Press reports show that the app developers have been moaning that the search giant is claiming that it is going to simplify consumer payments, in a hope that applications-buying will increase and offset their higher costs. However, Google Wallet is known for charging a higher cut per transaction in comparison to its competitors on the market. Meanwhile, the very fact that Google is threatening developers to use its own payment service might anger all anti-trust watchdogs that are watching the situation on the market. They may be very surprised with one of the emails sent to developers in late summer 2011, where Google warned that those had one month to comply, otherwise their applications would be “suspended” from Android Market. 

UK Approved Extradition Of Linking Site Owner

While the Prime Minister of the United Kingdom is making headlines by flying out to visit the US President, there is another case in the news which may better explain the particular relationship the United Kingdom has with the US – at least, more clearly than a cursory flight on Air Force One to watch a basketball game.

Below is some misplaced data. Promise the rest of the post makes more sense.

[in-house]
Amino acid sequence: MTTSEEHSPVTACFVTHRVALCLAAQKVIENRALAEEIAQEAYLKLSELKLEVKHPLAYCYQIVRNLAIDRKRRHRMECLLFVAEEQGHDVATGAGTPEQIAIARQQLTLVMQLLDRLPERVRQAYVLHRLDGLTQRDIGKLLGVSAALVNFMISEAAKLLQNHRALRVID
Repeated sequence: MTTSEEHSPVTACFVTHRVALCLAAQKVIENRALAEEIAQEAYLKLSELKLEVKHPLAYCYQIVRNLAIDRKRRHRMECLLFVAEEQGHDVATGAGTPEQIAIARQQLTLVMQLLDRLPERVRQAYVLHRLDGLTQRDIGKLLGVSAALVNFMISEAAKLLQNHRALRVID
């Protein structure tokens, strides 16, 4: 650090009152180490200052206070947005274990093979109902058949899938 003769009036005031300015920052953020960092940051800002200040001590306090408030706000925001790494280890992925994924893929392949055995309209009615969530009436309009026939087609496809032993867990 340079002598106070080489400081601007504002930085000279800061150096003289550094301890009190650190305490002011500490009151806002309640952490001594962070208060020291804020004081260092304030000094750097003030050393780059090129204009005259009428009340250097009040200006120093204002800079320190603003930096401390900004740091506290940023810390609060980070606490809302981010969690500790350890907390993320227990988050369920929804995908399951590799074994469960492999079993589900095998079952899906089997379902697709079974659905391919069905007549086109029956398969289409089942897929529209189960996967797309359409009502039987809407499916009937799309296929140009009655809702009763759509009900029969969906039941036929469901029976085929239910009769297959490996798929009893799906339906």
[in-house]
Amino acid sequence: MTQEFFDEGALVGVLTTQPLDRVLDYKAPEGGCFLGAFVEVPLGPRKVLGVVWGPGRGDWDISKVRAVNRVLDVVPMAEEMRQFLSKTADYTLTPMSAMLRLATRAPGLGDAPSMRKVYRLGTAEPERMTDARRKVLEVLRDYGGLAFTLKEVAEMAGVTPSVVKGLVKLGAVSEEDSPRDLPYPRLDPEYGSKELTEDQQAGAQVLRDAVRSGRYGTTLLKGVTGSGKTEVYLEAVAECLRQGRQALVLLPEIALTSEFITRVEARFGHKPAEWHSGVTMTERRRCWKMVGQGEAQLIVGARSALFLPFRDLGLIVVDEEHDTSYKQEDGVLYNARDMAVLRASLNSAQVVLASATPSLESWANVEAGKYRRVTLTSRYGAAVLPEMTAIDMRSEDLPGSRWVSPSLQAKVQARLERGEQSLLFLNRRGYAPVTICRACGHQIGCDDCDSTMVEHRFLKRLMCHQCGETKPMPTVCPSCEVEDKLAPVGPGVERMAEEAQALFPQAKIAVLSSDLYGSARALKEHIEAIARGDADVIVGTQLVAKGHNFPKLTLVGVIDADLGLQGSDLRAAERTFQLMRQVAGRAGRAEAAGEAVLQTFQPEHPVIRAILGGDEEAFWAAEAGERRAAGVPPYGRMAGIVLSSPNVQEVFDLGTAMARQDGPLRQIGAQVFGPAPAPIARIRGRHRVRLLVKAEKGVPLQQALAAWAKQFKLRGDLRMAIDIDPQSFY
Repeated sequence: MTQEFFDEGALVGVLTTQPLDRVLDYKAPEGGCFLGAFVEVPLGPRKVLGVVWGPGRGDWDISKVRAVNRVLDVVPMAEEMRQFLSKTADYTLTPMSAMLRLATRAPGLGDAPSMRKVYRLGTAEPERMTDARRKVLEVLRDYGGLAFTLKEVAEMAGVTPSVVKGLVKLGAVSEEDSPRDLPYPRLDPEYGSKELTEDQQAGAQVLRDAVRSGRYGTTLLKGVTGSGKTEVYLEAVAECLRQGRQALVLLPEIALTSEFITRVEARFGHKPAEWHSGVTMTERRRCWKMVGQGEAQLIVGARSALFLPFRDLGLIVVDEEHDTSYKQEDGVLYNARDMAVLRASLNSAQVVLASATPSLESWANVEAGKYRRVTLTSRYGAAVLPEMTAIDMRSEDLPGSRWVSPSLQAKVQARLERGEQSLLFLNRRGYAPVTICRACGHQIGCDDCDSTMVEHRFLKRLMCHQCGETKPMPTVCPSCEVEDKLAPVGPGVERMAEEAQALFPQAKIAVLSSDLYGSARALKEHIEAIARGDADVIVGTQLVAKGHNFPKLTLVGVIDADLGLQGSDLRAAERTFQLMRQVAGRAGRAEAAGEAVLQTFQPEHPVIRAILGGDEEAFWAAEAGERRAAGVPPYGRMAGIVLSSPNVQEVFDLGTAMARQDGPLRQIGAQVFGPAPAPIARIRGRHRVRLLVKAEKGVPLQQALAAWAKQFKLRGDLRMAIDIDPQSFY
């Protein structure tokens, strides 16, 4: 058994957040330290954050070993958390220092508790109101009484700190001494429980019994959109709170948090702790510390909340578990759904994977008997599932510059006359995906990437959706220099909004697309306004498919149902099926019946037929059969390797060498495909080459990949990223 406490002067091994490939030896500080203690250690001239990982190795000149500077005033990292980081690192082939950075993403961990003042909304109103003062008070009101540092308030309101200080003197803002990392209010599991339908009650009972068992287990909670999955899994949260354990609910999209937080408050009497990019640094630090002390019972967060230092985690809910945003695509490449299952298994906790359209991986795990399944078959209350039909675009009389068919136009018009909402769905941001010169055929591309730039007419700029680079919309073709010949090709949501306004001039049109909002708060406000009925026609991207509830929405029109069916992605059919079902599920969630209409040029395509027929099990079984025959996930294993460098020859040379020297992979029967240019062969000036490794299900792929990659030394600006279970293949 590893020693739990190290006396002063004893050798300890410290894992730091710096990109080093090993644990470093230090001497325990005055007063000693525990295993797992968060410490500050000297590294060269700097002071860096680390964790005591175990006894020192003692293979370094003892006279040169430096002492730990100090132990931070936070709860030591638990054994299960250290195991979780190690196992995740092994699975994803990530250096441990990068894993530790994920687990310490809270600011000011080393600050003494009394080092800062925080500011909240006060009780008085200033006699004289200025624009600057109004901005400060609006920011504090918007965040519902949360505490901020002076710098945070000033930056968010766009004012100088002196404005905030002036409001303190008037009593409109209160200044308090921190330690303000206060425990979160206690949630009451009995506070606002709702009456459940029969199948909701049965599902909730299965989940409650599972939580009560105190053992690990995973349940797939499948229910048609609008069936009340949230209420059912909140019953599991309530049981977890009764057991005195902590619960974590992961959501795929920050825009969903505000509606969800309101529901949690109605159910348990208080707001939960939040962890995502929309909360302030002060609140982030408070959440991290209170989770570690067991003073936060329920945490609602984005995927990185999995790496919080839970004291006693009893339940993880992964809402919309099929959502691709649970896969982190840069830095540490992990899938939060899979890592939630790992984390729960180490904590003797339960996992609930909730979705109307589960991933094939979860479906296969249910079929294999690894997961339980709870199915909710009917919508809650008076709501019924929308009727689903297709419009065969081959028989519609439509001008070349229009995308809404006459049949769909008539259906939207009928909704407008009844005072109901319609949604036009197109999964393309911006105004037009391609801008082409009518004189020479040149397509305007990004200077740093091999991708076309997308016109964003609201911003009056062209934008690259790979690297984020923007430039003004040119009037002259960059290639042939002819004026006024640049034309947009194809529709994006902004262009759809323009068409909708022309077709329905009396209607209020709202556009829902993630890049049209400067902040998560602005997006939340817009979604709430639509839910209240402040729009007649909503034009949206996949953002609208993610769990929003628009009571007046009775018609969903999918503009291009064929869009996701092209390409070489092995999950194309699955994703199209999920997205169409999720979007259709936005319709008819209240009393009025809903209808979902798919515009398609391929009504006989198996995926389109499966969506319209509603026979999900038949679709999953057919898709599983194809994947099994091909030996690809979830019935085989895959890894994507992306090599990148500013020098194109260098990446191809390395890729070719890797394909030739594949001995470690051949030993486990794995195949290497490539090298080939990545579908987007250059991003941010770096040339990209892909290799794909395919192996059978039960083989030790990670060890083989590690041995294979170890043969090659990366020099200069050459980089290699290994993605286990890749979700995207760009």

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Richard O’Dwyer, the 23-year-old student from Sheffield and the founder of TVShark service, is accused of copyright infringement on a large scale. Today he had his extradition approved by the Home Secretary Theresa May. During the interview to the local media, O’Dwyer’s mother, Julia, warned that this extradition approval would set a dangerous precedent for more British citizens to risk finding themselves on a plane to the United States to face trial.

Julia said that her son’s life, including his studies, work opportunities, and financial security, was being disrupted, for no-one knows how long, just because the British government failed to introduce the much needed changes to the extradition law. She called it “being sold down the river by the UK government”. Earlier, Julia said in the interview that if the US authorities could come for Richard, they can come for anyone else.

Although the servers of O’Dwyer’s TVShark were located outside the United States, the entertainment industry still pushed for harsh sentencing. Richard’s online service didn’t actually host any illegal material – it only linked to other sites.